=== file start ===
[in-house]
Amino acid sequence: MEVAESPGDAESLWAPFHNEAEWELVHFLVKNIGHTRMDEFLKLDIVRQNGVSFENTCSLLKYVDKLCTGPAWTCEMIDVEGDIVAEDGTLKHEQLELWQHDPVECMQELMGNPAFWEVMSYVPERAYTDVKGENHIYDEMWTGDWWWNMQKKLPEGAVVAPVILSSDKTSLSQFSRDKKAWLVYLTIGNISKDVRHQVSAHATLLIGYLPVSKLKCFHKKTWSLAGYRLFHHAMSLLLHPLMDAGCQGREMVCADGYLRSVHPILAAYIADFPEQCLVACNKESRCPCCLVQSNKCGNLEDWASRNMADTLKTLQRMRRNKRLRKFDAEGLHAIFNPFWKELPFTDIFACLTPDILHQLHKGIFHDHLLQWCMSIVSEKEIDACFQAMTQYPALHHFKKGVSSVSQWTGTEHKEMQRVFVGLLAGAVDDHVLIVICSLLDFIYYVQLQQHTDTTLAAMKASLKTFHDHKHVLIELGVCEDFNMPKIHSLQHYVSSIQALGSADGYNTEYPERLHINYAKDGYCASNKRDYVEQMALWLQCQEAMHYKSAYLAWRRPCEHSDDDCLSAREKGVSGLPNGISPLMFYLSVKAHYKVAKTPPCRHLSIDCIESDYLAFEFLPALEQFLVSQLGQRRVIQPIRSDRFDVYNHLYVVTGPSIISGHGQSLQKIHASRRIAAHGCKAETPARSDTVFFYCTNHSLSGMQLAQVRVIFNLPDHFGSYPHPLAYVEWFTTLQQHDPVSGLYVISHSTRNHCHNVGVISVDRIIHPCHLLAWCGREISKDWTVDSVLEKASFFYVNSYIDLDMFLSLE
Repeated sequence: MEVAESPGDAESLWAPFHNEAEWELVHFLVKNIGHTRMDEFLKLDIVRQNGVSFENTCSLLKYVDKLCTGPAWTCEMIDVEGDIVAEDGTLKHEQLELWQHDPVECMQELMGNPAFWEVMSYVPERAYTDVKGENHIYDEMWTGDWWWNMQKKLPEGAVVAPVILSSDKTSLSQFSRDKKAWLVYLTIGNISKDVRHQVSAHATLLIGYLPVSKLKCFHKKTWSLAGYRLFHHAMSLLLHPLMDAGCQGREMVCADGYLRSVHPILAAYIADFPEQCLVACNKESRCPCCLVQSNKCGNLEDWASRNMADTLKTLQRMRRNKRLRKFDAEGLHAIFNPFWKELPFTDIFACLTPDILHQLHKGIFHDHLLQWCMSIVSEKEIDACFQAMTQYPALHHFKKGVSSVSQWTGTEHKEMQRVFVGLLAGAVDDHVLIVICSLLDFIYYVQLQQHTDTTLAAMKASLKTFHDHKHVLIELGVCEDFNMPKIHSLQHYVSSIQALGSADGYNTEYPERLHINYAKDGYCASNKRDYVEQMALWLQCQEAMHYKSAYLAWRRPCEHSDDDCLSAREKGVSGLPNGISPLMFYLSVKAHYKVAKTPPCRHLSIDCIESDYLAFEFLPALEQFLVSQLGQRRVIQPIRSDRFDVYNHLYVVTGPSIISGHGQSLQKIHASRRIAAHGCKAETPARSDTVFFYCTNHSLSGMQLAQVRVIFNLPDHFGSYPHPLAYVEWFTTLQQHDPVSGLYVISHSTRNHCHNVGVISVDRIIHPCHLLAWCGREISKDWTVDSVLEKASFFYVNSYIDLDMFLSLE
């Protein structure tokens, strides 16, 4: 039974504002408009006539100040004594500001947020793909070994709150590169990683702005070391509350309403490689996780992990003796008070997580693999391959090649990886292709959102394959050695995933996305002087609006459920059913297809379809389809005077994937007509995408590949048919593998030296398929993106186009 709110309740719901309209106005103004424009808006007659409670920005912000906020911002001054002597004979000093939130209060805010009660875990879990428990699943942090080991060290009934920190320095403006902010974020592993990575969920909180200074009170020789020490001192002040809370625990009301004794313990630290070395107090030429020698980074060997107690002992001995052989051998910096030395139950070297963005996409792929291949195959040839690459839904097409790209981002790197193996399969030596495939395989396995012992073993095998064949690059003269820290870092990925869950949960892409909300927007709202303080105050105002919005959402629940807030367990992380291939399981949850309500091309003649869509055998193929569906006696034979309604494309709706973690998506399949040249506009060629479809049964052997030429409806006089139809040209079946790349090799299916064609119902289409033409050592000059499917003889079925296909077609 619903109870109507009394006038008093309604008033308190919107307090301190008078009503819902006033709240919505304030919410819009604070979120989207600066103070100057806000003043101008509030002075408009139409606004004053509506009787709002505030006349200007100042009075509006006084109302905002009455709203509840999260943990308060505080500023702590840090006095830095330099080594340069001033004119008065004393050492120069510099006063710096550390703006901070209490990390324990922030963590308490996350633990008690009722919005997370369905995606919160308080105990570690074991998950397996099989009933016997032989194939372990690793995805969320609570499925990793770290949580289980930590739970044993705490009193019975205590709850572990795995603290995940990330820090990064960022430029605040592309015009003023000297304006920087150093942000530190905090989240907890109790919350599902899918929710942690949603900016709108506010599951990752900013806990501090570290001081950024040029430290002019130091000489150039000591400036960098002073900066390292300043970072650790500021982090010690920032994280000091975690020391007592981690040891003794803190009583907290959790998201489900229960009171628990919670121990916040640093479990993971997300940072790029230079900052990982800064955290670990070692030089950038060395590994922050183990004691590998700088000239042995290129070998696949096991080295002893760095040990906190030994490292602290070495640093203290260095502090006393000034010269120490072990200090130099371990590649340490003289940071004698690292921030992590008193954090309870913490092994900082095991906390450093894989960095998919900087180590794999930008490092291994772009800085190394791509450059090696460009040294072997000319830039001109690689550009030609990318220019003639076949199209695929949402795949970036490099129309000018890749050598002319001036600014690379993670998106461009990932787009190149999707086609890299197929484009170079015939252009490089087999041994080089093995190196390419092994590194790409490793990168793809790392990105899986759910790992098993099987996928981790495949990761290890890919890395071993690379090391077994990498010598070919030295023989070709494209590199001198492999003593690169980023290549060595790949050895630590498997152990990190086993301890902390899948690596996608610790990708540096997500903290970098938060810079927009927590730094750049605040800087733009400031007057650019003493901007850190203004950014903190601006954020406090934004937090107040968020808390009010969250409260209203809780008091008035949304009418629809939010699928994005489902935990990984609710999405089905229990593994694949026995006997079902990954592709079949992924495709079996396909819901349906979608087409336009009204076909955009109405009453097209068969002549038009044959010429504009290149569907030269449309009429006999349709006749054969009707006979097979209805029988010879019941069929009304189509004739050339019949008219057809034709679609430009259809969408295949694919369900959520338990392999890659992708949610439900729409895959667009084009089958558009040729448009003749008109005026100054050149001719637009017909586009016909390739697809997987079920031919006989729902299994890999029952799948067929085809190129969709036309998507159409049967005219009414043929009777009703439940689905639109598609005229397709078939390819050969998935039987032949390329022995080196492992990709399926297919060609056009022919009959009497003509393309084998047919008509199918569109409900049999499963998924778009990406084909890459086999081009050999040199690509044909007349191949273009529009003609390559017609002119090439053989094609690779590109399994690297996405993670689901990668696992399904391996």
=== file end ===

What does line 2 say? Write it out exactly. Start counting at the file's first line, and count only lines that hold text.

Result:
Amino acid sequence: MEVAESPGDAESLWAPFHNEAEWELVHFLVKNIGHTRMDEFLKLDIVRQNGVSFENTCSLLKYVDKLCTGPAWTCEMIDVEGDIVAEDGTLKHEQLELWQHDPVECMQELMGNPAFWEVMSYVPERAYTDVKGENHIYDEMWTGDWWWNMQKKLPEGAVVAPVILSSDKTSLSQFSRDKKAWLVYLTIGNISKDVRHQVSAHATLLIGYLPVSKLKCFHKKTWSLAGYRLFHHAMSLLLHPLMDAGCQGREMVCADGYLRSVHPILAAYIADFPEQCLVACNKESRCPCCLVQSNKCGNLEDWASRNMADTLKTLQRMRRNKRLRKFDAEGLHAIFNPFWKELPFTDIFACLTPDILHQLHKGIFHDHLLQWCMSIVSEKEIDACFQAMTQYPALHHFKKGVSSVSQWTGTEHKEMQRVFVGLLAGAVDDHVLIVICSLLDFIYYVQLQQHTDTTLAAMKASLKTFHDHKHVLIELGVCEDFNMPKIHSLQHYVSSIQALGSADGYNTEYPERLHINYAKDGYCASNKRDYVEQMALWLQCQEAMHYKSAYLAWRRPCEHSDDDCLSAREKGVSGLPNGISPLMFYLSVKAHYKVAKTPPCRHLSIDCIESDYLAFEFLPALEQFLVSQLGQRRVIQPIRSDRFDVYNHLYVVTGPSIISGHGQSLQKIHASRRIAAHGCKAETPARSDTVFFYCTNHSLSGMQLAQVRVIFNLPDHFGSYPHPLAYVEWFTTLQQHDPVSGLYVISHSTRNHCHNVGVISVDRIIHPCHLLAWCGREISKDWTVDSVLEKASFFYVNSYIDLDMFLSLE